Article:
The folks at Democratic Space are relatively sympathetic towards Allan Bruinoodge's new venture:
On the question of methodology, we are less concerned about the use of touchtone polling in general — where questions are pre-recorded, voters are called randomly, and asked to press ‘1′ or ‘2′ etc in response to different questions. No doubt this type of survey has some selection bias in that some people will simply hang up because there is no live person on the other end. More importantly, since there is no screening, it does not ensure that the respondent is an actual eligible voter (although realistically there is no way to ensure this with traditional polling either — essentially we have to take the person’s word for it). The selection bias is probably not that significantly different than traditional polling (a live person asking the questions), where people can also refuse to participate. At issue is whether supporters of one party/candidate are more or less likely to not participate than others. It seems unlikely — that is, Conservative voters are probably just as likely to hang up as Liberal voters as NDP voters and so on. Likewise, are people who are not eligible voters more likely to participate using touchtone polling than traditional polling? Probably not. So, we’re not prepared to discount the use of touchtone polling in general.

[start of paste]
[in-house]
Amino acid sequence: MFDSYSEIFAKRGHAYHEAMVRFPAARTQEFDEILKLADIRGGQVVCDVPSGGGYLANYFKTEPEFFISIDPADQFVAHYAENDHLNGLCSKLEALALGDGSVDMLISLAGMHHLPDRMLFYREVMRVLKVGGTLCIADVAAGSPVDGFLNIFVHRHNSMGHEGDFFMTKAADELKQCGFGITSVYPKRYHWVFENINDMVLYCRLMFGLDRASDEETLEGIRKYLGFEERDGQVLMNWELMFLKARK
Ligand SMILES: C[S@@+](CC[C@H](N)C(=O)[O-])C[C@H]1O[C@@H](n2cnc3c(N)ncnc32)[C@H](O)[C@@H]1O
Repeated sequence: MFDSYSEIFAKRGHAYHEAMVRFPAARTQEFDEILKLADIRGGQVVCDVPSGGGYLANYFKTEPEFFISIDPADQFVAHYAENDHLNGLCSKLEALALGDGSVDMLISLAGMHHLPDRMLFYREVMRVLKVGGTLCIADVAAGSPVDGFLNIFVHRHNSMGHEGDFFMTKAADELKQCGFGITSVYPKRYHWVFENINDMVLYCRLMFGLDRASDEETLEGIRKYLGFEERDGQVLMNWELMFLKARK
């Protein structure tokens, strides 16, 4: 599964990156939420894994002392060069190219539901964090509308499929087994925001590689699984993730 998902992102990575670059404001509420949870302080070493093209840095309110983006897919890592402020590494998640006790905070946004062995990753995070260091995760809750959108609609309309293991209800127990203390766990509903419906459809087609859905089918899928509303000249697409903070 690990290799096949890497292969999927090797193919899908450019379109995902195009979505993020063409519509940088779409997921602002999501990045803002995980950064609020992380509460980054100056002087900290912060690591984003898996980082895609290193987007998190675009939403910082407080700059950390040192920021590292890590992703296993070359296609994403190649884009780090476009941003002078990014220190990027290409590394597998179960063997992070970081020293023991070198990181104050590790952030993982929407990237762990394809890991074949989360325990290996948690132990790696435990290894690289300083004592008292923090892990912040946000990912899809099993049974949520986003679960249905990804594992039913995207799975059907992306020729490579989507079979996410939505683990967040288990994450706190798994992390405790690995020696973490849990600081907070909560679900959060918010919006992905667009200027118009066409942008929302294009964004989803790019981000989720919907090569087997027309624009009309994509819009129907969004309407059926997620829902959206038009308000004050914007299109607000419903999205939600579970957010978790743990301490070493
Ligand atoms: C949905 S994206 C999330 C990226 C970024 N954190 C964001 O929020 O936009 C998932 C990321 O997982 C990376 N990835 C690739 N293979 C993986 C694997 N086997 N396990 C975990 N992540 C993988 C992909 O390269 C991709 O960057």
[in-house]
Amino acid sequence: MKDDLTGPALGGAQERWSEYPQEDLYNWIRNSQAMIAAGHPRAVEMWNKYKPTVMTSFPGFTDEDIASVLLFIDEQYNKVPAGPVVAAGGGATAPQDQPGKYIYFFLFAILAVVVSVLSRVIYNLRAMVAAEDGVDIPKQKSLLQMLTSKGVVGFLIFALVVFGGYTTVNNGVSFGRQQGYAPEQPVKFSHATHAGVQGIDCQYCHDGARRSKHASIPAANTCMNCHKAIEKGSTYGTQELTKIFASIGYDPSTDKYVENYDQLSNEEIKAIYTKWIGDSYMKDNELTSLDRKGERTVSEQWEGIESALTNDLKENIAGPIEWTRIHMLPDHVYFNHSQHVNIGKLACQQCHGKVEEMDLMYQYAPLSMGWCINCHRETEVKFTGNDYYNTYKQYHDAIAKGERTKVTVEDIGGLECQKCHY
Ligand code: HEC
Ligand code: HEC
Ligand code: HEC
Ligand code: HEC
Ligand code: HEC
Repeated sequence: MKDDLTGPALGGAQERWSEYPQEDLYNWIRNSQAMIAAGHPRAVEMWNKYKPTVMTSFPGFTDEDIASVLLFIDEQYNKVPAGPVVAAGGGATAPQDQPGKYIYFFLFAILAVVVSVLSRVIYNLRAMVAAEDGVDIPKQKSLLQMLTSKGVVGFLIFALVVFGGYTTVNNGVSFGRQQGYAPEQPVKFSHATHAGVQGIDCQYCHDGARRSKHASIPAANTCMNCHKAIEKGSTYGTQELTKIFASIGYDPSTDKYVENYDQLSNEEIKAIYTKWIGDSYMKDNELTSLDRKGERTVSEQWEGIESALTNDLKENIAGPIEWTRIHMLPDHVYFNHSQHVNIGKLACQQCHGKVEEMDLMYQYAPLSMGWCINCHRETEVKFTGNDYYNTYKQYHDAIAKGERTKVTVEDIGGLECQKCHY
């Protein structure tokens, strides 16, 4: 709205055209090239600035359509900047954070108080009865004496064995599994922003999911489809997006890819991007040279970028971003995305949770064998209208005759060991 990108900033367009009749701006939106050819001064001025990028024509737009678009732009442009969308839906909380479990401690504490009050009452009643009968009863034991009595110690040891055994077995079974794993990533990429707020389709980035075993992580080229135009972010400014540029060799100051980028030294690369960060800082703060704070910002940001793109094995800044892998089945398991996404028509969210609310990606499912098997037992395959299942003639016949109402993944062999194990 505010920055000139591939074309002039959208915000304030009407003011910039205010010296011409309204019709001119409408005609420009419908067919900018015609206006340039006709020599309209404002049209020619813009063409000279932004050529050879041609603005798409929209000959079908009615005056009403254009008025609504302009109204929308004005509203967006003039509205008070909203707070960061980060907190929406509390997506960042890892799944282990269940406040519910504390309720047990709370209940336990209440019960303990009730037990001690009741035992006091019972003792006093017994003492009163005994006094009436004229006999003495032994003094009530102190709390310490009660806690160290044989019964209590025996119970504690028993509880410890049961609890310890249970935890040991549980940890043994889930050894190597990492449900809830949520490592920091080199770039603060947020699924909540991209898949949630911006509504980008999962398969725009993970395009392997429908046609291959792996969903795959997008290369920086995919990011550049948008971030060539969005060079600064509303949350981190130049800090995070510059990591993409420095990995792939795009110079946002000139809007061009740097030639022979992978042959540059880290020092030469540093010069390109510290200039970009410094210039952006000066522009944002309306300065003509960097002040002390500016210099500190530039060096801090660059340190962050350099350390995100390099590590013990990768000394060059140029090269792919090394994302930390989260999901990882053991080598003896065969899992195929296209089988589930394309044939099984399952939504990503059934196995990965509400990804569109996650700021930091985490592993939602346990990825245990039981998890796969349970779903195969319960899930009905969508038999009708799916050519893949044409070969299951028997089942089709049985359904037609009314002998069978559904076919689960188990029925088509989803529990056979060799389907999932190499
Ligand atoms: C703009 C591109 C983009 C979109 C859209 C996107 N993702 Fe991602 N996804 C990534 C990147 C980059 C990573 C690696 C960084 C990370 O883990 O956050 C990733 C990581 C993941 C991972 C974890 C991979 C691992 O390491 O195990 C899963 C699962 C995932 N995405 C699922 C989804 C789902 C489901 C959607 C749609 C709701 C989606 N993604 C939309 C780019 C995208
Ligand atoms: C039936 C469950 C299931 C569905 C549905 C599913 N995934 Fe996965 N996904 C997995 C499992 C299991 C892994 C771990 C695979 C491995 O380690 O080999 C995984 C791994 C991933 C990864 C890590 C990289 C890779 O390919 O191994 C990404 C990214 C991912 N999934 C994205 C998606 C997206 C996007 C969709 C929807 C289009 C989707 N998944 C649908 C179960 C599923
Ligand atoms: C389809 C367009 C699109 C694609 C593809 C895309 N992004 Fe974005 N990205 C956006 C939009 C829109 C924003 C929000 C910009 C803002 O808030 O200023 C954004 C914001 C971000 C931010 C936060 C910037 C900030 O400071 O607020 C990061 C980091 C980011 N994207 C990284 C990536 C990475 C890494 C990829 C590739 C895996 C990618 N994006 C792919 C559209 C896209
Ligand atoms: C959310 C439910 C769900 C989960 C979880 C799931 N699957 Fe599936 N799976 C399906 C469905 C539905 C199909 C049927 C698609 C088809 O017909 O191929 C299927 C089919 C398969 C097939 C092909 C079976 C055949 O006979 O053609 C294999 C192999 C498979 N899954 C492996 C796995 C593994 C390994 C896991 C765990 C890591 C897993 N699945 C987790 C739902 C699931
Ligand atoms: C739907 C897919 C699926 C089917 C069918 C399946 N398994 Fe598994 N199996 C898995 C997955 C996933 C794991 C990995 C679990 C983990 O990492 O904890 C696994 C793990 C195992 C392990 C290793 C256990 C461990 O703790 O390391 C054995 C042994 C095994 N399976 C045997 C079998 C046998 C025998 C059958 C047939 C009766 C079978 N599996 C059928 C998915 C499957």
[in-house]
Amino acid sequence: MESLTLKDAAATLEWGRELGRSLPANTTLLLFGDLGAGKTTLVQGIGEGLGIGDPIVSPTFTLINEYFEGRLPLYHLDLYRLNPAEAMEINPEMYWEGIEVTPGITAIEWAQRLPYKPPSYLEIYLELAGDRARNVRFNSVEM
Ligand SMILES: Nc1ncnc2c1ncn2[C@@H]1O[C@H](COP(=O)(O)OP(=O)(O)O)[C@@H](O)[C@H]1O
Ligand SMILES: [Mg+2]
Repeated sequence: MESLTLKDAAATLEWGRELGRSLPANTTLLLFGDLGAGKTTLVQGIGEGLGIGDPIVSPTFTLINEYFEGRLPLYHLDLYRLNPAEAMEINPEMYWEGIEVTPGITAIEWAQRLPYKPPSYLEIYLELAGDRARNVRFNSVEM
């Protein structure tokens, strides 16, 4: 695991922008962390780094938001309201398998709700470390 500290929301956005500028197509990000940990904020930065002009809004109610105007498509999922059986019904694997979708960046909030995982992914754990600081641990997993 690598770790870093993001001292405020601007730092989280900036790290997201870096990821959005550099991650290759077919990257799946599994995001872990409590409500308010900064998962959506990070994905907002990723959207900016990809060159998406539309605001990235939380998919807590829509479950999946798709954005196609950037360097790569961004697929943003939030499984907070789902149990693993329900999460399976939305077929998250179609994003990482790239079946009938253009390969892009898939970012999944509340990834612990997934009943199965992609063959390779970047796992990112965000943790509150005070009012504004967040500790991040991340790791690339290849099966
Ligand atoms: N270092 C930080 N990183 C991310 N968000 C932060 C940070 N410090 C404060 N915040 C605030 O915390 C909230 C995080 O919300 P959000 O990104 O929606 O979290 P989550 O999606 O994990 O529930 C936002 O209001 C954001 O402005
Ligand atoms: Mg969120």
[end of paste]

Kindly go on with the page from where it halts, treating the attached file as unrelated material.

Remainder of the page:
One difference between this and KLRvu's earlier, ill-fated Morgentaler Order-of-Canada poll is that referring to Dr. Morgentalor as "abortionist Henry Morgentaler " is probably going to skew your participation rate. Morgetaler supporters will be more likely to get angry and hang-up, nay-sayers will be more likely to complete the poll. Hence the curious result.
Meanwhile, Scott has some interesting new information on KLRvu's polling methodology.